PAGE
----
The structure is formed of three pieces: the side beams and the central roof panel. The beams were by far the most complicated to conceive, design, style and mould. For starters, there was the 911 silhouette to consider. To get the crucial Porsche profile, David utilised lengths of fishing rod to help create the curvature. He then designed the curved carbon-fibre beam to follow the roofline from the rear clamshell to the top of the windscreen. The beam is attached at the rear by way of slotting into the scallops by means of a ball bearing clamp, and to at the front (to the windscreen) using the existing Cabriolet hood socket and fixing. The beam also includes carbon finishing trim sitting flush against the side windows, and an integral rear window sealing against the clam.

As you can see, the central roof panel is formed from carbon-fibre and is moulded to follow the line of the bonnet, sliding into place between the side beams and slotting into the custom carbon windscreen surround. Holding it in situ at the rear is a panel sitting flush between the Speedster humps and acting as a wind break when the roof is fully removed. The three configurations are therefore as follows: with the side beams in place and the roof slotted into position, you effectively have a Coupe; remove the roof panel and the car becomes a Targa; remove the side beams and it becomes a Speedster. Incidentally, with all panels in place for the Coupe look, the driver can be assured David has spent much time and effort on effective waterproofing and drainage to make the concept both quiet, civilised and watertight.

Further cleverness follows in David’s criteria to be able to store the panels in the rear (behind the front seats) with fixings to take the side beams. When one is on top of the other, they form a kind of ‘x’ shape. The roof panel then sits clamped firmly in place on top, via a slot in the custom-made transmission tunnel.

Of course, simply listing the process here doesn’t take into account the sheer complexity and work involved. David is certainly skilled at making it sound simple to the layman. He talks of a ‘no fear’ attitude and of ‘no going back’, the point when it’s hard to see then wood for the trees and the only way forward is by sheer perseverance.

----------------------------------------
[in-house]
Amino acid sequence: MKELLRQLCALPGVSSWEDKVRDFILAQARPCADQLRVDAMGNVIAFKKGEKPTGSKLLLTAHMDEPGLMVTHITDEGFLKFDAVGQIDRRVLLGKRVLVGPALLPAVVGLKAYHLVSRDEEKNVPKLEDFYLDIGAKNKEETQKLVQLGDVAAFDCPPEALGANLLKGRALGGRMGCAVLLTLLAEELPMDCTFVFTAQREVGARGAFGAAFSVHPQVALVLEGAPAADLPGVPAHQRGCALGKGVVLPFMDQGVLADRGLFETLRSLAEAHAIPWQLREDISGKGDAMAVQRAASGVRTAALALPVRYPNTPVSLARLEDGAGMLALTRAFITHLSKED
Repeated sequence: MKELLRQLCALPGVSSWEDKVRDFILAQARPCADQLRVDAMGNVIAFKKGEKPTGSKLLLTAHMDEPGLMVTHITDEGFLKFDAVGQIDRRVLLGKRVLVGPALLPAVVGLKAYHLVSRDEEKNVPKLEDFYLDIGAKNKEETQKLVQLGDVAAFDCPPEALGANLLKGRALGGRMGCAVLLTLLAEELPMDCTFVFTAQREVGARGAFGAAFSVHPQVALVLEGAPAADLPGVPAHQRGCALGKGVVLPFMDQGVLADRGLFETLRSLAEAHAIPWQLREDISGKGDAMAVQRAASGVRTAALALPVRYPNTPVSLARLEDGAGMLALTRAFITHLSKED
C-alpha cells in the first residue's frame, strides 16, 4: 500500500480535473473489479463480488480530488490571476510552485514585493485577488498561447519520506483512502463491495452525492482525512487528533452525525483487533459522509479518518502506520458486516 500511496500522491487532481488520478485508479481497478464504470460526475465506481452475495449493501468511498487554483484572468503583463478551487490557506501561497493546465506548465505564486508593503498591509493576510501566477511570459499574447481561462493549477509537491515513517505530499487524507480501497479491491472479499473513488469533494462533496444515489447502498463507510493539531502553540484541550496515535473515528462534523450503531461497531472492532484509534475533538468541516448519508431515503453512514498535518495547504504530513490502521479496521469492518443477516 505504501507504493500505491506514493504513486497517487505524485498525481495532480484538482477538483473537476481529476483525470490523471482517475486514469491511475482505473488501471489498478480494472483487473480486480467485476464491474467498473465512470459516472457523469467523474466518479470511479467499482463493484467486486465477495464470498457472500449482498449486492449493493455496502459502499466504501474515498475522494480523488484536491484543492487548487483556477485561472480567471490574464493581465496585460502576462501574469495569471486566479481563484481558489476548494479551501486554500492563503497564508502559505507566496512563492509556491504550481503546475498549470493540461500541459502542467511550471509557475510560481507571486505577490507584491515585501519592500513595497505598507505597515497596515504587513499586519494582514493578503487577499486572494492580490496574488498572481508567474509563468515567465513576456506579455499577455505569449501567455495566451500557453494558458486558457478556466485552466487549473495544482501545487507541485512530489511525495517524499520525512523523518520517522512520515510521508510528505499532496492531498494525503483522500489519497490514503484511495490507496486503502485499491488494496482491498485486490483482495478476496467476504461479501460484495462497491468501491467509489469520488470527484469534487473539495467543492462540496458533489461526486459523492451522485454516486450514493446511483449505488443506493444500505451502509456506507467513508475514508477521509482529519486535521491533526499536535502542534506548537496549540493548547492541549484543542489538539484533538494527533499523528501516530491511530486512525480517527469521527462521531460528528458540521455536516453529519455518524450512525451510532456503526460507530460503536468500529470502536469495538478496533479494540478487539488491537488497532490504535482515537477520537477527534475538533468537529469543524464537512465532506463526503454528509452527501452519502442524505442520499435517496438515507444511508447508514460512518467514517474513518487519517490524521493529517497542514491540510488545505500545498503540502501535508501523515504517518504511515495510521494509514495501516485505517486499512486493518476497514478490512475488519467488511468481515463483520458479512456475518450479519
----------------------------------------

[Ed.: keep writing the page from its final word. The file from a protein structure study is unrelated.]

“I had a vision of what I wanted, but I certainly made life complicated for myself,” he says. “I should stress, the difficulties I faced weren’t down to the design process, the fabricating, moulding and making everything work. The ‘what the hell am I doing moment’ probably came when I realised just what it was going to take to get the finished car roadworthy. I’d invested a huge amount of time and money into my unique Speedster concept, as well as its functionality, but I hadn’t accounted for the fact I had to get the car rolling. It had no engine or gearbox, after all.” Indeed, such things don’t grow on trees.


Where there’s will and money, there’s a way. Enter Douglas Valley Breakers in Chorley, Lancashire. Main man, Steve Strange, supplied a standard 3.6-litre M64 flat-six and Getrag G50 transmission from a 964 with just seventy-seven thousand miles on its odometer and fully documented history. This was a plug-and-play solution to David’s problem, albeit at a cost of fifteen thousand pounds. “It had to be done,” he shrugs. “If I was repeating this project, however, I would start with a complete car. It would probably be cheaper to do so.” Would he have been hesitant about embarking on such an ambitious project if working with a complete, running 964 without the stigma of Cat C? “Quite possibly,” he admits.